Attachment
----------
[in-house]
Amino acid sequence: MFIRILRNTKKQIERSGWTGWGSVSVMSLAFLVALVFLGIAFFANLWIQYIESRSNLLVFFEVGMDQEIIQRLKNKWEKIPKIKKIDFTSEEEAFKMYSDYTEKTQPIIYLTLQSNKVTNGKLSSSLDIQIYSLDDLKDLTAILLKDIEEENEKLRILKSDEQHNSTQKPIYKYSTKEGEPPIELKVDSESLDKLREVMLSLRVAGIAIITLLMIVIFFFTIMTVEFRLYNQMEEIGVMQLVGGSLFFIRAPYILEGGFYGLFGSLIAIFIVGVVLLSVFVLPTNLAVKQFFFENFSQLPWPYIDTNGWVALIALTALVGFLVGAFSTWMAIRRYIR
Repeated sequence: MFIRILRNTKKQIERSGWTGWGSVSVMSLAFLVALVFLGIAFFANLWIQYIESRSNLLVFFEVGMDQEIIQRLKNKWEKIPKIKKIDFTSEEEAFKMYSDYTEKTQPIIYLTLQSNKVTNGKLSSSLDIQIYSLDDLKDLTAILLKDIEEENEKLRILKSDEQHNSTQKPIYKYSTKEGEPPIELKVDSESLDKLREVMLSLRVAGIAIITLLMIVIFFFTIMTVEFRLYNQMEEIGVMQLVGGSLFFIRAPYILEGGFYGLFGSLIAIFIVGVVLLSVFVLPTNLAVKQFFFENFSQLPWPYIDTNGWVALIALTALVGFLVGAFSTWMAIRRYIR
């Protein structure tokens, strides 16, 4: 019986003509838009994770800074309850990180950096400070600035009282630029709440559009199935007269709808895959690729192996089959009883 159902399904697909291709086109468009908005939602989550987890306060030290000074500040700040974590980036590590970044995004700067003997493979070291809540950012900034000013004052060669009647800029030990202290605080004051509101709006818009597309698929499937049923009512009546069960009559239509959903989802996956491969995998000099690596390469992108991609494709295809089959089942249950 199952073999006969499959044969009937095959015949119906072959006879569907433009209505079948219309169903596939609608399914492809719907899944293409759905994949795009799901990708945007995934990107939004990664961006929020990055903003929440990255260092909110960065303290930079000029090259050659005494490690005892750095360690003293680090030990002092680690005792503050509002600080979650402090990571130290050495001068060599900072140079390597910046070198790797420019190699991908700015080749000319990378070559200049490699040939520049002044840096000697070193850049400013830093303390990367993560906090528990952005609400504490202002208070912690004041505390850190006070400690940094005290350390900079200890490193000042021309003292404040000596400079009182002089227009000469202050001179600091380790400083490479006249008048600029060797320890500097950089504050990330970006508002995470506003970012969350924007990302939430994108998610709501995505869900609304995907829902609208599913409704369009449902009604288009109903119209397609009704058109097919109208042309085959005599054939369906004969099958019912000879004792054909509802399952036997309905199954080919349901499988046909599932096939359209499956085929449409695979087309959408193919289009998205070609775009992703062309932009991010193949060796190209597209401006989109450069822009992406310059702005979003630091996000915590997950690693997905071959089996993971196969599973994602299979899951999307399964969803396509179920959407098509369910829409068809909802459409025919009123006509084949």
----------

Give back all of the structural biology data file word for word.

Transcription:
[in-house]
Amino acid sequence: MFIRILRNTKKQIERSGWTGWGSVSVMSLAFLVALVFLGIAFFANLWIQYIESRSNLLVFFEVGMDQEIIQRLKNKWEKIPKIKKIDFTSEEEAFKMYSDYTEKTQPIIYLTLQSNKVTNGKLSSSLDIQIYSLDDLKDLTAILLKDIEEENEKLRILKSDEQHNSTQKPIYKYSTKEGEPPIELKVDSESLDKLREVMLSLRVAGIAIITLLMIVIFFFTIMTVEFRLYNQMEEIGVMQLVGGSLFFIRAPYILEGGFYGLFGSLIAIFIVGVVLLSVFVLPTNLAVKQFFFENFSQLPWPYIDTNGWVALIALTALVGFLVGAFSTWMAIRRYIR
Repeated sequence: MFIRILRNTKKQIERSGWTGWGSVSVMSLAFLVALVFLGIAFFANLWIQYIESRSNLLVFFEVGMDQEIIQRLKNKWEKIPKIKKIDFTSEEEAFKMYSDYTEKTQPIIYLTLQSNKVTNGKLSSSLDIQIYSLDDLKDLTAILLKDIEEENEKLRILKSDEQHNSTQKPIYKYSTKEGEPPIELKVDSESLDKLREVMLSLRVAGIAIITLLMIVIFFFTIMTVEFRLYNQMEEIGVMQLVGGSLFFIRAPYILEGGFYGLFGSLIAIFIVGVVLLSVFVLPTNLAVKQFFFENFSQLPWPYIDTNGWVALIALTALVGFLVGAFSTWMAIRRYIR
């Protein structure tokens, strides 16, 4: 019986003509838009994770800074309850990180950096400070600035009282630029709440559009199935007269709808895959690729192996089959009883 159902399904697909291709086109468009908005939602989550987890306060030290000074500040700040974590980036590590970044995004700067003997493979070291809540950012900034000013004052060669009647800029030990202290605080004051509101709006818009597309698929499937049923009512009546069960009559239509959903989802996956491969995998000099690596390469992108991609494709295809089959089942249950 199952073999006969499959044969009937095959015949119906072959006879569907433009209505079948219309169903596939609608399914492809719907899944293409759905994949795009799901990708945007995934990107939004990664961006929020990055903003929440990255260092909110960065303290930079000029090259050659005494490690005892750095360690003293680090030990002092680690005792503050509002600080979650402090990571130290050495001068060599900072140079390597910046070198790797420019190699991908700015080749000319990378070559200049490699040939520049002044840096000697070193850049400013830093303390990367993560906090528990952005609400504490202002208070912690004041505390850190006070400690940094005290350390900079200890490193000042021309003292404040000596400079009182002089227009000469202050001179600091380790400083490479006249008048600029060797320890500097950089504050990330970006508002995470506003970012969350924007990302939430994108998610709501995505869900609304995907829902609208599913409704369009449902009604288009109903119209397609009704058109097919109208042309085959005599054939369906004969099958019912000879004792054909509802399952036997309905199954080919349901499988046909599932096939359209499956085929449409695979087309959408193919289009998205070609775009992703062309932009991010193949060796190209597209401006989109450069822009992406310059702005979003630091996000915590997950690693997905071959089996993971196969599973994602299979899951999307399964969803396509179920959407098509369910829409068809909802459409025919009123006509084949």